Brijmohan Lall Munjal, 92, who recently became chairman emeritus of Hero MotoCorp, single-handedly rewrote the rules of the motorcycle business, says AJay Modi.
Brijmohan Lall Munjal was not keen to manufacture motorcycles when he was inking an agreement with Honda in the early 1980s. India was primarily a scooter market in those days and Honda had already signed up with the Firodias of Kinetic to make scooters. Still, he went ahead with the deal in 1984. In the midst of such niggling doubts was born Hero Honda.
The gamble paid off - and how. Scooters steadily went out of fashion, and Munjal’s company, now called Hero MotoCorp, went on to become the country’s largest motorcycle maker.
A fair share of the credit for this drastic change in consumer preference must go to Munjal, who earlier this month decided to step down from the position of chairman at Hero MotoCorp to become chairman emeritus. He positioned his motorcycles as more fuel efficient than scooters, which struck a chord with cost-conscious Indian buyers. The “Fill it, shut it, forget it” campaign remains one of the most effective ones in the country’s corporate history.
Others too launched fuel-efficient motorcycles, but Munjal had by then created a huge gap between his company and others through his bold initiatives in dealership management.
In the 1980s, there was no concept of organised dealership networks. Companies produced and sold through traders. Munjal set out to change the rules of the business by bringing norms that were ahead of his time. In due course, the company’s dealership network became an entry barrier.
Munjal got personally involved in appointing all dealers from day one. His relationship with them is such that they enjoy the comfort and freedom to reach out directly to Munjal on any issue rather than approaching the concerned department. A company executive says Munjal knows almost every dealer by his first name. He started the trend of taking them on overseas junkets and would spare no expenses in hospitality.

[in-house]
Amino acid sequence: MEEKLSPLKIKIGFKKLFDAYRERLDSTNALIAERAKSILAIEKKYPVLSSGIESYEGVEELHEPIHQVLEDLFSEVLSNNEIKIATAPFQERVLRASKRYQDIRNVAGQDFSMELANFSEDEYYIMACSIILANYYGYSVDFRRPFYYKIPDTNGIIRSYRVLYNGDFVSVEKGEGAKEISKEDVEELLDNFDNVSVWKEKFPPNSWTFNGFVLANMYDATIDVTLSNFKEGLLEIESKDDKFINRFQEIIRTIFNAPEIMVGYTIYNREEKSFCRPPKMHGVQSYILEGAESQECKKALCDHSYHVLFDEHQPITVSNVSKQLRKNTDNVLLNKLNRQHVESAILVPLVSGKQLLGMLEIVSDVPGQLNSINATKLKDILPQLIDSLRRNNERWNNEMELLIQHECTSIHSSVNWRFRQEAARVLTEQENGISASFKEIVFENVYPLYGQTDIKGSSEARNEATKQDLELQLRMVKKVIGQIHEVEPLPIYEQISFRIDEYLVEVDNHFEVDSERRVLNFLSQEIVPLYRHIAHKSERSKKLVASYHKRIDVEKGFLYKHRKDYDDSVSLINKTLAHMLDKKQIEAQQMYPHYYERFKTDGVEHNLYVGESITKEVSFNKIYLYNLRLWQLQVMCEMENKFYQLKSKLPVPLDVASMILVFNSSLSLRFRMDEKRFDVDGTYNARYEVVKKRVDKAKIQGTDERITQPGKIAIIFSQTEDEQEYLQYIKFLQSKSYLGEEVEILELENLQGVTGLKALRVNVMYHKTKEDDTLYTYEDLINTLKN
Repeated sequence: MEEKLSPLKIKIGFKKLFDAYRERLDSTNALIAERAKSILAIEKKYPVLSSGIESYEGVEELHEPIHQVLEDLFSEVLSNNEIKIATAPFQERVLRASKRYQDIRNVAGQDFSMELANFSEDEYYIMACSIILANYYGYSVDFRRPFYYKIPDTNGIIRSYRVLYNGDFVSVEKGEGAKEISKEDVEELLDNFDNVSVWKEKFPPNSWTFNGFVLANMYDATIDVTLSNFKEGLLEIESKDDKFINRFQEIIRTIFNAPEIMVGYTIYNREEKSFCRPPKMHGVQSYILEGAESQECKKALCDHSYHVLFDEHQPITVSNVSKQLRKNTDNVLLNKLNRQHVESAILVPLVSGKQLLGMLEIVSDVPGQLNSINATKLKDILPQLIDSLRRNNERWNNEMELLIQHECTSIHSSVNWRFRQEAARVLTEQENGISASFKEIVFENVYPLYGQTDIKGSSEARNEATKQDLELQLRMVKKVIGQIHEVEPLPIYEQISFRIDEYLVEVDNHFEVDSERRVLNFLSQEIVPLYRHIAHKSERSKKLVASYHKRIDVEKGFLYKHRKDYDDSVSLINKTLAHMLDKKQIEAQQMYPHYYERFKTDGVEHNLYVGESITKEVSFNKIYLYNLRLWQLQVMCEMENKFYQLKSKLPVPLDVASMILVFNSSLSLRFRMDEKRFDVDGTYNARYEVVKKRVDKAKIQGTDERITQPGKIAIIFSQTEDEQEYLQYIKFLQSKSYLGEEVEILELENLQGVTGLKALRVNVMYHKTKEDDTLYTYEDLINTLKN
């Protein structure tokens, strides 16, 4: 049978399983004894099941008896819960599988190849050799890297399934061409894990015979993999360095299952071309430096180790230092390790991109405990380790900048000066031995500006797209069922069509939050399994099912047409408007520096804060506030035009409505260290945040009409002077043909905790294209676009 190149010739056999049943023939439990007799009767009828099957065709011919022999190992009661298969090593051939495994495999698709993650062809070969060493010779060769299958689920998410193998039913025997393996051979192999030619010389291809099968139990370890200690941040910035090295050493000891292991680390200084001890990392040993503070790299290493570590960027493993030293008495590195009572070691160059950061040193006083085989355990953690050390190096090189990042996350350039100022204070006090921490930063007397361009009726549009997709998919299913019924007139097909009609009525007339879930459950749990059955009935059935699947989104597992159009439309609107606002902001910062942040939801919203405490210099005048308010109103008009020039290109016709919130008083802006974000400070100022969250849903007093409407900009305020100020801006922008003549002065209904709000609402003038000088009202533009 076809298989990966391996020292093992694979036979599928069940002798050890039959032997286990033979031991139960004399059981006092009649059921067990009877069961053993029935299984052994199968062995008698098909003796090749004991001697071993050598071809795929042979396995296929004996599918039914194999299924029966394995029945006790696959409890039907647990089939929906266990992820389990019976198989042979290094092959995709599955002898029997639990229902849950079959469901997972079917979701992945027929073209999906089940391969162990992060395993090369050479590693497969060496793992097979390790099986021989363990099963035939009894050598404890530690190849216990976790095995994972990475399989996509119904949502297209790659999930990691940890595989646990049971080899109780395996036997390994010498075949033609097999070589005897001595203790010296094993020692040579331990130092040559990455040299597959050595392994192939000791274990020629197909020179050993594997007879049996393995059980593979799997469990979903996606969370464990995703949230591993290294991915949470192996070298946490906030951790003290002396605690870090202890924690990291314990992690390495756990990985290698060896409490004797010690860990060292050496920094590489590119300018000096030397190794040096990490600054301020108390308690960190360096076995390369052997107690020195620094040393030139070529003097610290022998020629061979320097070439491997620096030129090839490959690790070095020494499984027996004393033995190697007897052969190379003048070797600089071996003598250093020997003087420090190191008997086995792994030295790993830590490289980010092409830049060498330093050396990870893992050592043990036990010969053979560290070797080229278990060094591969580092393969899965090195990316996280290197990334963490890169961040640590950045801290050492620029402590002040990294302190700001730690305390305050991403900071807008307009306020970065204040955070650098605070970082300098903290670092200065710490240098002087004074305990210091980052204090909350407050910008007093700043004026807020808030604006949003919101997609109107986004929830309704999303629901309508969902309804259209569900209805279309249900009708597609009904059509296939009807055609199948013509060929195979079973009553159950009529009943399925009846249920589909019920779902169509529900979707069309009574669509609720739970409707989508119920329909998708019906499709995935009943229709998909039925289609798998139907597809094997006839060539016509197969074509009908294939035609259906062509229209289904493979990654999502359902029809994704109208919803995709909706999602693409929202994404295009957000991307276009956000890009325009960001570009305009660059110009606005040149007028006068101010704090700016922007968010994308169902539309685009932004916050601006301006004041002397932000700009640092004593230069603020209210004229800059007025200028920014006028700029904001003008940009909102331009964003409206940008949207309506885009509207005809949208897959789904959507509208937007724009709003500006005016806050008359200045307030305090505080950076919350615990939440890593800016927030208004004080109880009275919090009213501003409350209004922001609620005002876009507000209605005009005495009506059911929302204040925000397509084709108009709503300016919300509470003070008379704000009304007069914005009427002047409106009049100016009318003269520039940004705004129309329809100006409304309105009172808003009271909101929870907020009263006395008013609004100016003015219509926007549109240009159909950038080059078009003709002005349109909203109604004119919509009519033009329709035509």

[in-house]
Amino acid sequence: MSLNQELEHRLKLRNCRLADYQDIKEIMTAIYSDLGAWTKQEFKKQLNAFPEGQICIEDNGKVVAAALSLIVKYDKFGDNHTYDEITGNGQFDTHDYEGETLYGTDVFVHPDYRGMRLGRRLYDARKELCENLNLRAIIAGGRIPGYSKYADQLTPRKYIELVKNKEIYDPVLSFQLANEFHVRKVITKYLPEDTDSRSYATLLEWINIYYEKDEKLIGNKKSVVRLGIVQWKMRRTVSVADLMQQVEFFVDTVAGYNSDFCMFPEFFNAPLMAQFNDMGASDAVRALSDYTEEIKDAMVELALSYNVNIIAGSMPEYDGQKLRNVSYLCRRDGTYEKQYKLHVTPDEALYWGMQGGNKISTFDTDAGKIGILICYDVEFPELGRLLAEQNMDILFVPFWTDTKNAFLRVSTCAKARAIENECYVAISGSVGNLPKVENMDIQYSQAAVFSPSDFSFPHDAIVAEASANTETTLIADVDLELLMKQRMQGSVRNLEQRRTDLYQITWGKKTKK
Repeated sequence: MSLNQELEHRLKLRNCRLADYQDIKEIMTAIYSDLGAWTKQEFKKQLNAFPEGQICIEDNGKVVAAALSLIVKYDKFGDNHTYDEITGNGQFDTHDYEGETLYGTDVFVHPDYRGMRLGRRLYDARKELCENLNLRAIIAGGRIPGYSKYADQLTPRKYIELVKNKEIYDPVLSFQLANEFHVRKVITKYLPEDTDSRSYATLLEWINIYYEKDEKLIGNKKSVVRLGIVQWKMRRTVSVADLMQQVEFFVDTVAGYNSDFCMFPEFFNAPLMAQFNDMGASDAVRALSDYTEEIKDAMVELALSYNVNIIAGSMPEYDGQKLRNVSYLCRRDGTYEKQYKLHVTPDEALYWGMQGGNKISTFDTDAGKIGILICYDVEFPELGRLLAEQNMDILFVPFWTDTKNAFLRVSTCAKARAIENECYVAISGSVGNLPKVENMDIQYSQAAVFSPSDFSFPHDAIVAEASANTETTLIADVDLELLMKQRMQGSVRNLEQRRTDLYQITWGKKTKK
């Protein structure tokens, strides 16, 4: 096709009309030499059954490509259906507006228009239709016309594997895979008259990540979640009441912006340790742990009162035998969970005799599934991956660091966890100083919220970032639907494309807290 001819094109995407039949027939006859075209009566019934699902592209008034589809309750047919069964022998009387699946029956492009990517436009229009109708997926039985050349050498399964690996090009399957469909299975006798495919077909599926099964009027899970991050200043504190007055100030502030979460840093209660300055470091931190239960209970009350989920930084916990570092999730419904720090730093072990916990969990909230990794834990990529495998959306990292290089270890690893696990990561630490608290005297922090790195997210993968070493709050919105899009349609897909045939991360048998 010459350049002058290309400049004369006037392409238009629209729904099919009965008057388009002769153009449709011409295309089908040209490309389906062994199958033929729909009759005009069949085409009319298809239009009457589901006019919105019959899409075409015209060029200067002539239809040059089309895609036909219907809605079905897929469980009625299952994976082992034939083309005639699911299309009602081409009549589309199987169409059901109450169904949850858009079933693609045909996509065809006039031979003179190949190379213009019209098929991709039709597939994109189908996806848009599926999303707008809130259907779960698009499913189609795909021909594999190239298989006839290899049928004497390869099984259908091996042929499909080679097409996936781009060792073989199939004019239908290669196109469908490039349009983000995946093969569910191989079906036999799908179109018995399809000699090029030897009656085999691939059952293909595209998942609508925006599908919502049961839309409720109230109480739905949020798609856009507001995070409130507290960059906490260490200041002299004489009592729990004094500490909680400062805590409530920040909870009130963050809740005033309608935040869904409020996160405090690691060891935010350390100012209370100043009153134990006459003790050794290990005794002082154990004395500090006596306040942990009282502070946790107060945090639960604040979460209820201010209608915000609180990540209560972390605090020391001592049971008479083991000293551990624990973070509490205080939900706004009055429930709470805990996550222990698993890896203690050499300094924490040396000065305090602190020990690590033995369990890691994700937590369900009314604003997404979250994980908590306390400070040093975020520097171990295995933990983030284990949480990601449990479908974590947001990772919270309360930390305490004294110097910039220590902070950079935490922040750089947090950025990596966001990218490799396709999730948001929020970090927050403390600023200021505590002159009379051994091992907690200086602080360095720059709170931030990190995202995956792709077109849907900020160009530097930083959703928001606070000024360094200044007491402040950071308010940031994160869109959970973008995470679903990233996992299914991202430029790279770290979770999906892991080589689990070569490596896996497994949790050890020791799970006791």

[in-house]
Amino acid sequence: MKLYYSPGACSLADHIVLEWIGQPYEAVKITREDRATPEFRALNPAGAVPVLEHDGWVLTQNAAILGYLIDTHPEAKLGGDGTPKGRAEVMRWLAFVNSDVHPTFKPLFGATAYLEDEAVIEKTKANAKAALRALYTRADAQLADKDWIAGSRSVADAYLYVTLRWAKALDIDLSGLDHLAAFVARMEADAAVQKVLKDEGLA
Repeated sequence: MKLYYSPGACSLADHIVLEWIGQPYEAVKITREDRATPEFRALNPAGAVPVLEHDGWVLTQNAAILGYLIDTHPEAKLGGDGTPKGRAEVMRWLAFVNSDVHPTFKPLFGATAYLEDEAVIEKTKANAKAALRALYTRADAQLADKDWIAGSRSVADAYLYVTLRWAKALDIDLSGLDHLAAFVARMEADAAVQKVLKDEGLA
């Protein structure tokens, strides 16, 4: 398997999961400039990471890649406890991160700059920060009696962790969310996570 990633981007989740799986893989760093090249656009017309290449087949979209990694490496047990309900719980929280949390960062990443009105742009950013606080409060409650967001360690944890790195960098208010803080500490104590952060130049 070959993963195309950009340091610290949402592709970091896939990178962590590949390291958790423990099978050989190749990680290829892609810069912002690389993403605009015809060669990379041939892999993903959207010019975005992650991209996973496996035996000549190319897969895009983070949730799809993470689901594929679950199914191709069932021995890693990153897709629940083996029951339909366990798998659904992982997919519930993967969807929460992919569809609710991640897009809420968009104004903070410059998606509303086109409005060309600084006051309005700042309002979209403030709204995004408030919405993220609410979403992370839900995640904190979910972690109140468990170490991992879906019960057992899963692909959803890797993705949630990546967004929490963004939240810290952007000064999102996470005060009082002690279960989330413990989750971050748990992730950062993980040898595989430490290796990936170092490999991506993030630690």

A maker of household electrical goods remembers how after an unscheduled meeting at Shimla, Munjal met him in Delhi to understand how his dealers could also become dealers of electrical goods.
“Thanks to the relationships that we have nurtured so passionately in the Hero family, the younger generations of some of our bicycle dealers have become dealers of Hero MotoCorp. These relationships have survived through generations —through bad times and good times,” the company’s website quotes Munjal as saying.
Competitor Rahul Bajaj, who has known Munjal for three decades, is not shy to acknowledge Munjal’s success. Bajaj, chairman of Bajaj Auto, says he has always considered Munjal his ‘Guru’. Bajaj says he is highly impressed by Munjal’s “very charming and affectionate nature”. “I believe, one of the major reasons for the success of Hero MotoCorp, especially during the last decade, has been Munjal’s inter-personal relationships with his employees, his vendors and his distributors. I believe he treats them as members of his family,” says Bajaj.